Then within Whoville, the mayor had a hard time to get his fellow citizens to believe in Horton and the larger world outside of Whoville. When he finally came clean and said that Horton, who was trying to save them, was a giant elephant in the sky, they all looked up. He responded with, "don't bother looking for him because he is invisible." This is precisely what theists sometimes tell atheists.

Still, while we cannot see God, or Horton, in the traditional sense, their are signs all around us. We have the Scriptures and the prophets like Whoville had their mayor, a kind of prophet, and the Horton horn. Also we have a revelation of God in nature. Whoville had a scientist who saw the signs of Horton in nature. "How did you know?" she asked the mayor. This was with respect to the earthquakes when Horton fell and the climate change when he, Horton, moved to colder areas.

Yes, the perceived theological undertones gave the movie a special appeal for me. And there is one scene which was particularly poignant to me. The jungle has Horton locked in a cage. They are about to throw the clover, whereon Whoville resides, into the fire. Horton (played by Jim Carrey) says, with tears in his voice, "you are making a big mistake!" This scene immediately brought to my mind the scene from "Liar" when Carrey's character, an unscrupulous lawyer who is finally beginning to see the light, says to the judge, "I hold myself in contempt!"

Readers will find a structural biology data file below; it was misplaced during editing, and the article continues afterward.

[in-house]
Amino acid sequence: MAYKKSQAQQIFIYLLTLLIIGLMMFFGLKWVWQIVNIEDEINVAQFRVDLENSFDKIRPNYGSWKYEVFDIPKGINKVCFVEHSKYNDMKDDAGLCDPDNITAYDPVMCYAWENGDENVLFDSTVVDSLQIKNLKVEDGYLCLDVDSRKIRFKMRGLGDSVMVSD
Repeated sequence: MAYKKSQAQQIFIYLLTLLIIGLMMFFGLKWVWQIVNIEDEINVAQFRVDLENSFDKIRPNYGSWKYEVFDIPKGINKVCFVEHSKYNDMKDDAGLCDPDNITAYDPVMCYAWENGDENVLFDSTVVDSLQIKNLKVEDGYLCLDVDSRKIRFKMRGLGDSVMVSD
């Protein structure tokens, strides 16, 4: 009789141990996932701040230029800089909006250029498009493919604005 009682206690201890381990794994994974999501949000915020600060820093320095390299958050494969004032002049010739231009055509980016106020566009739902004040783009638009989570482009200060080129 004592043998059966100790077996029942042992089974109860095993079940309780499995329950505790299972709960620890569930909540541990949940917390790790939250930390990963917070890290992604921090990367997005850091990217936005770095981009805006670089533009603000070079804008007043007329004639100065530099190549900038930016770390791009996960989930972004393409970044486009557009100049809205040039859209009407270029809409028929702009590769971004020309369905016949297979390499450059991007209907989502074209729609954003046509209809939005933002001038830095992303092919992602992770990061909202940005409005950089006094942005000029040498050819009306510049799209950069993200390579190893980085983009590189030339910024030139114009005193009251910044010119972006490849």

As I said before, I am not sure if the deeper meanings of pro-life and pro-faith were intentional but they do fit in nicely with the narrative. If we apply the three-fold meaning to this scene what do we get? The exciting climax of the story for children. The shocking realisation of the multitude of children killed by abortion by women (and in a sense, men too) who don't realise that they are making a mistake. Remember, a person is a person, no matter how small. Finally, how many people head for the flames on the excuse that they cannot see or hear a God so He must not exist? What about all the signs of God in general and special revelation? They stick their head in the sand. Perhaps they just want to party (remember the Whoville anniversary party) or listen to the 'arguments' of another (as the people of Whoville where easily persuaded by the kangaroo).